jueves, 28 de febrero de 2013

At home with Sara and Julius

Because of the grand Belle Epoque feel of this impressive Malmo, Sweden, 18th century flat, its owners decided to furnish it sparingly and not overload it with massive pieces. Mismatching pieces from different eras and using a relaxed, creative approach, Sara and Julius managed to design a homey apartment filled with pieces easy to connect to where everyday objects become unique display pieces . via/text frenchbydesign

miércoles, 27 de febrero de 2013

Tom Ford & His Sante Fe Ranch

lunes, 25 de febrero de 2013

Apartment On Oscar Freire Str. in São Paulo by Felipe Hess

The project itself is a two story private residence in São Paulo, Brazil,  located on the 20th floor of an apartment building on the very well to do and cosmopolitan Oscar Freire Street. The clients, a couple who have completed their dues as parents, were finally ready to enjoy their ideal housing dream. Being great art lovers and ancient book collectors, it was of prime importance that their true passions be exposed and admired on a daily basis, a factor which was successfully achieved by Felipe Hess.
At first glance, the prime factor that captivates you in this apartment is the sense of space. No partitions, dividers or separations, just the freedom of vast openness. This is even more capturing as a guest entering from the main entrance through a tunnel like corridor all made out of Embula wood with its 2.10 m ceiling. Walking through this corridor with its bronze mirrors and Victor Brecheret sculpture ‘As duas meninas’, you are suddenly overwhelmed as you enter a double height room with its pure white walls and limestone flooring. The living, dining & TV room are connected through the great library. This great space has been designed in a 1950’s style where the lifestyle is all about friends dropping by to either discuss the latest developments or evaluate the recent art exhibit opening with a glass of whisky in one hand, pocket watch in the other and views to the metropolis. The furniture beckons long conversations and the displays of books certainly demand it.

The presence of the central wooden fixture which provides the background for some of the couple’s artworks not only helps in organizing the interior but also incorporates a secret opening to a wine cave. Ahh…. the luxuries of old timers. Throughout the rooms the presence of great names surround you, names such as  Charles & Ray Eames chaise in the TV room, Lasar Segall canvas at the back of the dining room, Florence Knoll dining table, Jorge Zalszupin pair of armchairs in the library and the list goes on.  

The designer of this project states ''this apartment is an example of urban living in the heart of fashion in the most vibrating district, bringing calm and comfort to the interiors thanks to the materials, the art works & the objects''. via yatzer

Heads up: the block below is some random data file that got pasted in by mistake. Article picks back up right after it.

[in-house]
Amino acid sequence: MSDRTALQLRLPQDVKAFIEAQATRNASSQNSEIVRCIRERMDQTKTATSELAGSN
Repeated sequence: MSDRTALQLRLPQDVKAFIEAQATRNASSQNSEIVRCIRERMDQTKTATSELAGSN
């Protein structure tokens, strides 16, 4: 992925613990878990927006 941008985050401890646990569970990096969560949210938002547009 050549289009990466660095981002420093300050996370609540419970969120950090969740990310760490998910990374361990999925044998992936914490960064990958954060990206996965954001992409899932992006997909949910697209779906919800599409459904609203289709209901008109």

I moved to Downtown LA three years ago and have never met my landlord. I responded to a craigslist ad that had been posted for a while. He gave me the code to the lock box and I would come here at different times of day, or night, and just hang out. I moved from a duplex in Boyle Heights that was kind of classic LA. It had an original Batchelder tile fireplace and built-ins and pocket doors, which were amazing, but I felt like I needed to respect those details and create space around them. I ended up wanting a space that wasn't so specific, so I loaded my Scion Xb and headed over the bridge.

The space has gone through several transformations in the last few years. For a time, I had an IKEA bookshelf separating the "bedroom" from the rest of the space. I replaced that with curtain panels that I sewed together and dip-dyed. They're not a solid separation, but they create an intimate space that feels separate.

I also created the rolling ottoman and benches for the TV and under the windows. The ottoman is upholstered in dyed black canvas and has a washable quilted top (I have two cats). The benches are 10' x 12' dark stained doug fir on plumbing pipe frames. They used to be stacked with books on the lower level and the TV on top, but I wanted a bench, so I separated them. The wall behind the TV is stucco on masonry. I'm not so comfortable with hanging things in masonry, so my boyfriend (at the time) had painted a beautiful chevron pattern, which I recently re-painted.

I got the couch in an "as-is" section of a local shop like 10 years ago for $150. It's huge and comfortable and I like the shape of it, so when it needed an update (and re-upholstering was too pricey) I ended up patch-working over the original upholstery. It took me a year of random hours with scrap fabric and spare time to cover most of the visible surfaces. I recently started re-covering the re-covering.

I also ended up painting the credenza and replaced the legs with wheels so I can easily roll it away for projects, or gatherings, that require more space. I originally made the hanging above the bed as a knotted fleece rug and the sconces on either side are upside-down plant pots with rope-wrapped wiring.

I found the glass coffee table and my workspace shelving at St. Vincent de Paul's (amazing thrift store) for $85 all together. The desk and the bench (between the "bedroom") I got at a vintage shop, and used The Brick House refinishing method. And the plants! Some I've had for years, but most are from clippings. The stacked plants in the living room are attached to a drainpipe from the roof through the apartment

As for the rest, I try to choose things I love. I generally enjoy old, handmade and well designed pieces. I set aside spaces for things that are sentimental. Kind of shrines in a way. via oldbrandnewblog